The 200 Level has a number of cool additions since I last visited this part of the park. I was excited to see two bars named after former stars Roberto Alomar:
And Joe Carter, although I cringe when I see how they’ve left out a crucial comma:
After making one complete circuit of the 200 Level, I went down the ramp to check out the team shop. As I mentioned last year during my Rogers Centre visits, the new Memorabilia Clubhouse section is absolutely amazing. It’s full of game-used and game-issued stuff, and the only disappointment was not seeing the club’s two World Series trophies, which were on display here last year.
There was a cool assortment of game-used balls for sale:
And other neat things, too. Did you know that for just $800, you can get a broken Jose Bautista bat?
Since I was on the 100 Level, I decided to head over to the Sportsnet studio to watch the pre-game show with Jamie Campbell and Gregg Zaun:
I watched most of the show and from there, went over to the first base side during the anthems. Here, I caught my first glimpse of new Blue Jay Munenori Kawasaki, who was called up to fill in at shortstop with Jose Reyes hurt. Kawasaki has quickly become a popular figure in Toronto for his hustle and for bowing after plays:
(More on him later.)
I spent the first inning standing in this general area, where I took the photos to make up this panorama:
But by now, my stomach was growling. It’d been a long day and I was ready for something filling. I toured around for a bit, noting the new (and delicious-smelling) food options, but caved and went with my favorite thing to eat at Rogers Centre, the chicken wings at Quaker Steak & Lube:
After buying my food, I often grab one of the many folding chairs stacked up around the 100 Level and eat while watching the game through the railing. It’s a perfect strategy if you have a 500 Level ticket, as there’s no way you’ll make it up to your seat while your food is still remotely warm. I’ve done this for years, but this year, I was dismayed to notice that the chairs are locked up — see the padlock?
As for the wings, they were delicious and very meaty, as always. I got my usual flavour, Louisiana Lickers … and ordered it in my usual way: “The Louisiana one, please.” I wonder how many people actually say “lickers.” I stood to eat dinner behind the 100 Level outfield seats and after I was finished, noticed that the Jays new-look team has apparently brought all species out to Rogers Centre:
No big deal; just a guy in a bear costume, enjoying the game. My next stop was the outfield standing room area again, which was considerably more crowded than last time I stopped by:
It wasn’t difficult to find an open spot on the third level, however, and I lucked out because this screen was directly above me:
Game broadcasts nowadays are so good that it’s easy to feel at a slight loss for information when you attend games in person. Being able to watch the live game while consulting the screen for stats was baseball heaven!
The view from this area is really good. Photos always make things look a million miles away, but here’s the panorama I took from the area:
Late in the game, I decided to watch an inning or two from the concourse behind home plate, partly to watch Kawasaki. He’s a slap hitter who reminds me very much of Ichiro — and it’s not just that they’re both from Japan. Both have an insane dedication to stretching and calisthenics. Both guys routinely stretch between pitches while at bat and while in the field. At one point, the Jays showed a video of Kawasaki performing a handstand during pre-game stretching. As for the stretching, see what I mean?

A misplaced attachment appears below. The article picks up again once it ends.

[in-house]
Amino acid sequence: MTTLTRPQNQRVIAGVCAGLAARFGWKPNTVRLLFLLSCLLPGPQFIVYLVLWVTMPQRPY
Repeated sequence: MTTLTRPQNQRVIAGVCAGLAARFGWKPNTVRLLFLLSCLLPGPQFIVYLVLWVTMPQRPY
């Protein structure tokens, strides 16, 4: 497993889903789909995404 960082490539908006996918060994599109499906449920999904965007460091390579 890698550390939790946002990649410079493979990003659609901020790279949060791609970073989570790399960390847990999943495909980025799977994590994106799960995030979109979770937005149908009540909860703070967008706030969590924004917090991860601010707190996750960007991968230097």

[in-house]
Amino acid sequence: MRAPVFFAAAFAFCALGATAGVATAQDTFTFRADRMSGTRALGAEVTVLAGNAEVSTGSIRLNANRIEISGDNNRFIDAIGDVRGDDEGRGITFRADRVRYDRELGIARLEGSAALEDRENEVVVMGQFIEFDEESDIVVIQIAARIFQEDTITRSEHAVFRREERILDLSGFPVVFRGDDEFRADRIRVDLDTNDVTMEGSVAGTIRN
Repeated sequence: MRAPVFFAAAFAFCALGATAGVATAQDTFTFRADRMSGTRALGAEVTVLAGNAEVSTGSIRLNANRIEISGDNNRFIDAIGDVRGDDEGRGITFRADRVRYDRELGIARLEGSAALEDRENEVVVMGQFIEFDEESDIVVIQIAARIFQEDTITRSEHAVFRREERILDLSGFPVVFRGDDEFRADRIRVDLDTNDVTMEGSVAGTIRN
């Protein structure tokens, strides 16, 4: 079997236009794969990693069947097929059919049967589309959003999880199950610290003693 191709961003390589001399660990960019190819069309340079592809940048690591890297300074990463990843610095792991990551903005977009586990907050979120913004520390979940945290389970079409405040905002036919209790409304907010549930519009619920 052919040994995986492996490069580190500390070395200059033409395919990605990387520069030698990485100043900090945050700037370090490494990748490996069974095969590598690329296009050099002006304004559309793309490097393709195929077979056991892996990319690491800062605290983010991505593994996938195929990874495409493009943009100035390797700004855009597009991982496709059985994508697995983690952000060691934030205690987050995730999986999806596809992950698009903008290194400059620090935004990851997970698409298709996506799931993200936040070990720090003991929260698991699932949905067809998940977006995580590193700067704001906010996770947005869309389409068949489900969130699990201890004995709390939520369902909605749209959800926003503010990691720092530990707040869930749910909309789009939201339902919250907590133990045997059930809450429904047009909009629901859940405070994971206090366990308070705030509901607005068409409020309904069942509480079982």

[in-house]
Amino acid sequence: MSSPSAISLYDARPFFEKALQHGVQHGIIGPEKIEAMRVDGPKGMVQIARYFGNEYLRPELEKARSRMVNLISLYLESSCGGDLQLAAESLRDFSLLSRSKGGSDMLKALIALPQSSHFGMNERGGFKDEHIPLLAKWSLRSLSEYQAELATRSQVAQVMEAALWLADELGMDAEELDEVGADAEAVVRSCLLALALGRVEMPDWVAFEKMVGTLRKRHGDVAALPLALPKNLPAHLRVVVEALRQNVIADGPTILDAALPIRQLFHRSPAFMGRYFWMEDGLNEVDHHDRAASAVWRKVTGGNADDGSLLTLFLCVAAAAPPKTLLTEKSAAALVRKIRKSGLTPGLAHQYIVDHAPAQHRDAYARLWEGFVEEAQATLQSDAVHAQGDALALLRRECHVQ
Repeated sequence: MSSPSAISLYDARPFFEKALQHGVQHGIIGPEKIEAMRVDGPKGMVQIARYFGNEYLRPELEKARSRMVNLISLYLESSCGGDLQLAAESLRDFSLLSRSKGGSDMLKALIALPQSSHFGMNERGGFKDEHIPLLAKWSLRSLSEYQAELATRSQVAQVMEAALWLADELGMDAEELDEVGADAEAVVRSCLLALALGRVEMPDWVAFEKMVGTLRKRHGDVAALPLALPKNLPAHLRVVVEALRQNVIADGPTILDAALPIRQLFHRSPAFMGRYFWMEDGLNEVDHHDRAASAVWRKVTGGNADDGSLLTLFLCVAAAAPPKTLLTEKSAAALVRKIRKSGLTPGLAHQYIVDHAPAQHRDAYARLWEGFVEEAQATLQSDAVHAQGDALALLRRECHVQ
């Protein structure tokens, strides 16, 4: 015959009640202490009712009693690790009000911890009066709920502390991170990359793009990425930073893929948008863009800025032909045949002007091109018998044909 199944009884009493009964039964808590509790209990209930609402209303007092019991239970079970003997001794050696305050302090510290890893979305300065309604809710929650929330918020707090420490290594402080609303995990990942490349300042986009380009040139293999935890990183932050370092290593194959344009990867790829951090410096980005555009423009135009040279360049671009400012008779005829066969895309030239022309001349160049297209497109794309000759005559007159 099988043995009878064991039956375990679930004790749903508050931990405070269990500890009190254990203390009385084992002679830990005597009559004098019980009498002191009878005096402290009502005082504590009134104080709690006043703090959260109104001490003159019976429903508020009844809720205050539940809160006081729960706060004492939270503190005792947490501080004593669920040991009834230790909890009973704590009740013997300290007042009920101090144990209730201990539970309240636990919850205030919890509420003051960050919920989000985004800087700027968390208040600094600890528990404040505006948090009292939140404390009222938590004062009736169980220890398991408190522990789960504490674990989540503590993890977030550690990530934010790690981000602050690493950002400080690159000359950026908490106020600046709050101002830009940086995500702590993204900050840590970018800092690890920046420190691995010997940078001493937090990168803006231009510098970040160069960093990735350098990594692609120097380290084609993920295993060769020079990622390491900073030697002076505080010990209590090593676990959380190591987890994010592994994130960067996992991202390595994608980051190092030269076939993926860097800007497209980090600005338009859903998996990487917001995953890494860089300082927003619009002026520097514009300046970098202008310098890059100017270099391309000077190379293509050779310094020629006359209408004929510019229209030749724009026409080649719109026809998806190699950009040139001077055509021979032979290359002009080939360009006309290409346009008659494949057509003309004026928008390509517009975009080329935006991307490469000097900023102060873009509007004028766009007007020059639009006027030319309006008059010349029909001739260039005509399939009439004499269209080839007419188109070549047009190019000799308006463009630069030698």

Kawasaki had an outstanding at bat while I stood behind home plate. With two strikes, he fouled off at least five pitches until he drew a walk. (He finished 2-for-2 with a walk to boost his batting average to .364.) My favorite picture of him is this one:
Even though I’d bought a 500 Level ticket, I hadn’t quite made the trek up to the nosebleed seats just yet. In the bottom of the sixth, and with the Jays getting pummeled 5-0, I went up to the 500s and had this view of the video board …
… and this view of the field:
Remember my quest to find new things to photograph? I’ve never noticed it, but the foul poles at Rogers Centre (which are actually netting) are held in place by giant, crane-like arms:
I spent up until the middle of the ninth inning up in the 500s, and then slipped down to the 100 Level concourse to watch the Jays’ last at-bat. The Sox had tacked on two more runs to make the final score 7-0, which drops Toronto’s record to 6-9. What a disappointing start to the season. Fans are already panicking, and while that’s a little premature, it’s frustrating to see the team faring so poorly early on.
Nevertheless, I’ll be back at Rogers Centre for the final game of the series against the White Sox, and I can’t wait. I’ll be blogging about the game, and more about my stay at the Westin Harbour Castle, in the next day or two. If you’ve recently found this blog, please consider following me on Twitter to keep up to date with all my road trip plans and visit The Ballpark Guide. If you’re planning a baseball road trip of your own, my website has a ton of tips to help you make the most of your ballpark visits. If you find that my website has saved you a few bucks or increased your enjoyment of the game — or if you just enjoy reading about my travels, please consider making a small donation to help the cause. Thank you!
By now, you may have read my blog post about my first two chilly games of the year at Syracuse’s NBT Bank Stadium. If not, feel free to check out the ginormous blog entry about it the amazing day here.